Eclecticism by the Sea
By Stephanie Lyness
Published: January 13, 2012
Sampling the lobster roll at Oyster Club in Mystic is practically unavoidable. In one guise or another, it is one of the few constants on a menu that changes daily. Though not a big fan of this shore-side standby, I was converted at first bite. The version on the day I visited (a Saturday in December) combined fat chunks of succulent lobster meat with a delicate mix of truffle oil, parsley and parsley oil. The lobster was stuffed into a house-made potato roll spread with apple butter and topped with crisp-fried shallots; accompanying it were thick-cut fries sprinkled with a flavorsome mix of celery salt, paprika, homemade garlic powder and cayenne that made it easy to forgive the less-than-crisp fries.
Oyster Club is a new addition to the deluge of restaurants featuring products from farmers, fishermen and artisans in the area. Given the restaurant’s team, this is no surprise. The executive chef, James Wayman, was previously executive chef at River Tavern in Chester for seven years; there, with the chef and owner, Jonathan Rapp, he helped make supporting local farms chic, fun and sublimely tasty. Daniel Meiser, general manager and co-owner of Oyster Club with Jason Steadman, helped open Hartford’s farm-to-table Firebox Restaurant in 2007 and, more recently, Ocean Housein Watch Hill, R.I.
In a recent phone conversation, Mr. Meiser said that in addition to the farm-to-table philosophy practiced at River Tavern and Firebox, Oyster Club’s coastal location allows him and Mr. Wayman to buy seafood directly from fishermen and producers, sometimes off the boats. This means very fresh seafood, sometimes from ocean to frying pan in less than 24 hours, a significant advantage given the product’s perishable nature.
Mr. Wayman’s cuisine is an adventuresome mix of cultures, borrowing in some measure from the ethnic groups that settled on the New England coastline. His appetizers, like those at River Tavern, were exceptional — exhilarating and creative without being fussy. The clam chowder I had at dinner, for example, was a delicate reworking of the New England classic. A world away from thick, stick-to-the-ribs chowders, this version was based on the abundant broth from Quahog clams, steamed open in white wine with aromatics. Finished with only a wisp of cream, the chowder was gorgeously light-textured, rich in flavor, and chunky with clams, potatoes, bacon and celery.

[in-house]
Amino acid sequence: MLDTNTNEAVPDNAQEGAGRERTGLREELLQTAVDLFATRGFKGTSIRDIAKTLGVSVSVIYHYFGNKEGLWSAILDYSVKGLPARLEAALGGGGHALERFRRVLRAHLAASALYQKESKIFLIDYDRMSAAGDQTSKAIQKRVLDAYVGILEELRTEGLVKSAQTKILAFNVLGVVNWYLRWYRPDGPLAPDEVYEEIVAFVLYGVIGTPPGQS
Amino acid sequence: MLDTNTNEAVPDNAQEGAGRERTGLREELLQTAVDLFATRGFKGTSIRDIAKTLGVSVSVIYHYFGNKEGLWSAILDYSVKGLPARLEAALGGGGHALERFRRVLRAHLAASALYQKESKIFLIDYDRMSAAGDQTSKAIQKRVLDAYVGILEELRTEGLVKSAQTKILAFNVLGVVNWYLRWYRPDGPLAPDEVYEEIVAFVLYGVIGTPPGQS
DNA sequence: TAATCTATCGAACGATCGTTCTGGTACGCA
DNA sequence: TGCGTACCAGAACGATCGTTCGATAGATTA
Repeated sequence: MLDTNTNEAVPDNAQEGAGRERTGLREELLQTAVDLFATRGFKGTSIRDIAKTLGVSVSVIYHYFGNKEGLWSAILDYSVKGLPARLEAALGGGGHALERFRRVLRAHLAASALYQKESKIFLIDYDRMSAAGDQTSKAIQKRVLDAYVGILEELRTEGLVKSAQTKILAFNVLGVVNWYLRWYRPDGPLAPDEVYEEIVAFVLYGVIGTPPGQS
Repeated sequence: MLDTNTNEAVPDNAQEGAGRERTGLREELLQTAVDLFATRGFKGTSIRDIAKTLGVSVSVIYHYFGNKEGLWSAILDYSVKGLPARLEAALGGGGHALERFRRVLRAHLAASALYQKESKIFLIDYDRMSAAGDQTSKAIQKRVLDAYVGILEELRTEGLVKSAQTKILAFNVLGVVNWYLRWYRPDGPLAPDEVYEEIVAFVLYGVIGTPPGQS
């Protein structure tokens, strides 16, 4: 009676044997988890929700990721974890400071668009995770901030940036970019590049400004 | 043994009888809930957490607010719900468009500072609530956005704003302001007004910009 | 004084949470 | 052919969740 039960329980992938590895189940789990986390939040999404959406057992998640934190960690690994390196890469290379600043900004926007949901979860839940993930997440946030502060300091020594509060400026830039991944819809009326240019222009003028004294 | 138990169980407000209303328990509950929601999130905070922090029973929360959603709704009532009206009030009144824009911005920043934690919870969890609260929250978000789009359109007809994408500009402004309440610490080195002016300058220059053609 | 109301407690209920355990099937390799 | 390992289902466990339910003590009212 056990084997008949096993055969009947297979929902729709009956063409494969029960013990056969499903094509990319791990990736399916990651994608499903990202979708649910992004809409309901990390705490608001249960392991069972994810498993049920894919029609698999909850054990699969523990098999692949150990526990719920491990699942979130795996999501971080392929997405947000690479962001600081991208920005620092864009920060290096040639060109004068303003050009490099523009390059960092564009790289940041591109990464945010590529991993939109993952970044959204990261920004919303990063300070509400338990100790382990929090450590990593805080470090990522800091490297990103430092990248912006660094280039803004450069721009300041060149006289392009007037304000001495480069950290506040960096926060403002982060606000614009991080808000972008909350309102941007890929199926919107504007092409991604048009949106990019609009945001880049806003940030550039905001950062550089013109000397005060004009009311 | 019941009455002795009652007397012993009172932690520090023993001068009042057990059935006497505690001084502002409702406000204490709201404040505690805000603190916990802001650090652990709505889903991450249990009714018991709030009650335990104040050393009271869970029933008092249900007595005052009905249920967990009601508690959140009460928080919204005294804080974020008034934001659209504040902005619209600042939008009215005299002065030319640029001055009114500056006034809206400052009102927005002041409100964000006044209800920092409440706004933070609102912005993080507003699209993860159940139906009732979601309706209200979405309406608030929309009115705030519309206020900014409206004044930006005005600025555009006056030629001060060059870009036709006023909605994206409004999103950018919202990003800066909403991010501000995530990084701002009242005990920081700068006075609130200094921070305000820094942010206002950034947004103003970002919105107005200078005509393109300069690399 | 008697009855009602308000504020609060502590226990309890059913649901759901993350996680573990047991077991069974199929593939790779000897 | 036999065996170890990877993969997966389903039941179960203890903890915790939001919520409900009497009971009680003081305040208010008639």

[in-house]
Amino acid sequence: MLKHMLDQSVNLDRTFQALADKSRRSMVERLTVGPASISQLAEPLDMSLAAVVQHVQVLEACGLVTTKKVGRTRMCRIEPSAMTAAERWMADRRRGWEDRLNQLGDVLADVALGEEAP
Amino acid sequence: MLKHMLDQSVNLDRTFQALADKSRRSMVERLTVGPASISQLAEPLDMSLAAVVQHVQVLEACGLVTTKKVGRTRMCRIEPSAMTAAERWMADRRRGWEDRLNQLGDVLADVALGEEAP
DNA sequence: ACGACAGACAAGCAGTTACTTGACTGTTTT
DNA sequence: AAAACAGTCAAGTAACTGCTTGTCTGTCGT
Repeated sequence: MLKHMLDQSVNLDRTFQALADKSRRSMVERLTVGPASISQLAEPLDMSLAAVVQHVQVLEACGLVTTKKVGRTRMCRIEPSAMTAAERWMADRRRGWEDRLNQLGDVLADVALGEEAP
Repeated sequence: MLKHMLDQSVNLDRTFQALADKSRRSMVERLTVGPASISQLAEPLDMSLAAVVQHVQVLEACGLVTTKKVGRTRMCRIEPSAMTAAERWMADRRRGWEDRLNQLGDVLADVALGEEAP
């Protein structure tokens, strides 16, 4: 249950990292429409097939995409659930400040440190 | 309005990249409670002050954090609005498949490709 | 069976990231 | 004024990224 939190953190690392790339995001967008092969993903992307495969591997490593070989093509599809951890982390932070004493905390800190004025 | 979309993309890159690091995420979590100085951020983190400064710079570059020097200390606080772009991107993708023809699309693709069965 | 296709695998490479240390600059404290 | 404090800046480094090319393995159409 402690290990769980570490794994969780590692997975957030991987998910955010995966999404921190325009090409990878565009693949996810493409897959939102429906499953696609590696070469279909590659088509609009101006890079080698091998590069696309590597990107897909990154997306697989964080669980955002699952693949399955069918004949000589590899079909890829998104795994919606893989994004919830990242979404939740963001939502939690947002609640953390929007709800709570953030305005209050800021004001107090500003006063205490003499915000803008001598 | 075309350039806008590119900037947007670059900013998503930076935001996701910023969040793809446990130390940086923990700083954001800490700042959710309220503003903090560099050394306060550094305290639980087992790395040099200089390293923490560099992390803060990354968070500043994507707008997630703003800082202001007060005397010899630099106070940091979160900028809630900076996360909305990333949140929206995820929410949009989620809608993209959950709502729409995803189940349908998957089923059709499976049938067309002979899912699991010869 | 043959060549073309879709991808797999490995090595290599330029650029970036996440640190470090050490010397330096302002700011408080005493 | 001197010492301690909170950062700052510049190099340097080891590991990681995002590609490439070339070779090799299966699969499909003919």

True to its name, the restaurant always offers a raw bar. Oysters from Fishers Island and Rhode Island came to the table on the half shell, expertly opened, and perfectly fresh. Though more expensive than their Rhode Island brethren, the crisp and briny Fishers Islands were well worth the extra dollar.
Another inspired starter paired smooth, deep-flavored venison pâté with duck rillettes; duck egg salad and delicious homemade pickles rounded out the plate. A sautéed foie gras appetizer was equally well prepared, but a lively Thai fish salad, which appears now and again on the menu, was even better. Reminiscent of the best of River Tavern, cubes of deep-fried blackfish, swordfish and monkfish contributed contrasting flavor and texture; the salad was finished with an addictive mix of fish sauce, lime juice, sugar, cilantro, fresh red chilies, onions and peanuts.
Entrees at Oyster Club were solidly executed, but often less brilliant than the appetizers. And meats were occasionally overcooked. A thick-cut slab of calf’s liver — served with buttery mashed potatoes, sautéed onions in a cream sauce and a garnish of deep-fried onions — was cooked to medium, rather than the requested rare. An otherwise excellent hamburger at lunch was also cooked past the requested medium-rare. A generous portion of tuna, however, was expertly cooked — served rare on a bed of nicely cooked fresh pasta, minimally sauced with tomato and anchovy — but tuna and pasta seemed curiously unrelated.
In a mild-tasting vegetarian stew of deep-fried tofu with black chickpeas and almond milk, tofu cubes were light as clouds, with a delicate, crisp skin, but the dish lacked pizzazz. That night’s swordfish, however, was stunning: served with jasmine rice and cooked greens, it was moistened with a savory, Hunan-style broth redolent of star anise, cinnamon, cardamom, ginger, black pepper and soy sauce.
For dessert, I preferred the apple turnovers, with nicely flavored fillings wrapped in crisp pastries, to the graham-cracker-crusted Key lime pie, which was more creamy than tart. But my favorite was the smooth mocha crème brûlée. Made with Mexican chocolate, it melted in the mouth, a pinch of chili providing a delightful balance of sweet and bitter.
RATING: WORTH IT
THE SPACE Contemporary take on a spare New England sensibility: 48-seat dining area with large windows and unfinished wood walls hung with posters and three original Edward Curtis photographs. Terrace open May to October, weather permitting. Wheelchair access.
THE CROWD Casually dressed, eclectic mix, from the neighborhood and beyond. Children would be fine here. Lively bar crowd. Servers are attentive and knowledgeable about both food and wines.
THE BAR Full service; brief international wine list with good variation in price. Wine by the glass, $7.50 to $14. Full menu available during restaurant hours; raw bar and late-night menu available after that (seating for 16 at bar and high-top tables). Happy hour: Monday, and Wednesday through Friday, 4 to 6 p.m., with $1 Noank oysters and drink specials.
THE BILL From a menu that changes daily: appetizers are generally $10 to $14, entrees $18 to $36. All credit cards accepted.
WHAT WE LIKED Green salad with apples, clam chowder, venison pâté and duck rillettes, Thai fish salad, sautéed foie gras, raw bar oysters and clams, lobster roll, hamburger, swordfish with jasmine rice and greens, calf’s liver, mocha crème brûlée, apple turnovers.
RATINGS Don’t Miss, Worth It, O.K., Don’t Bother.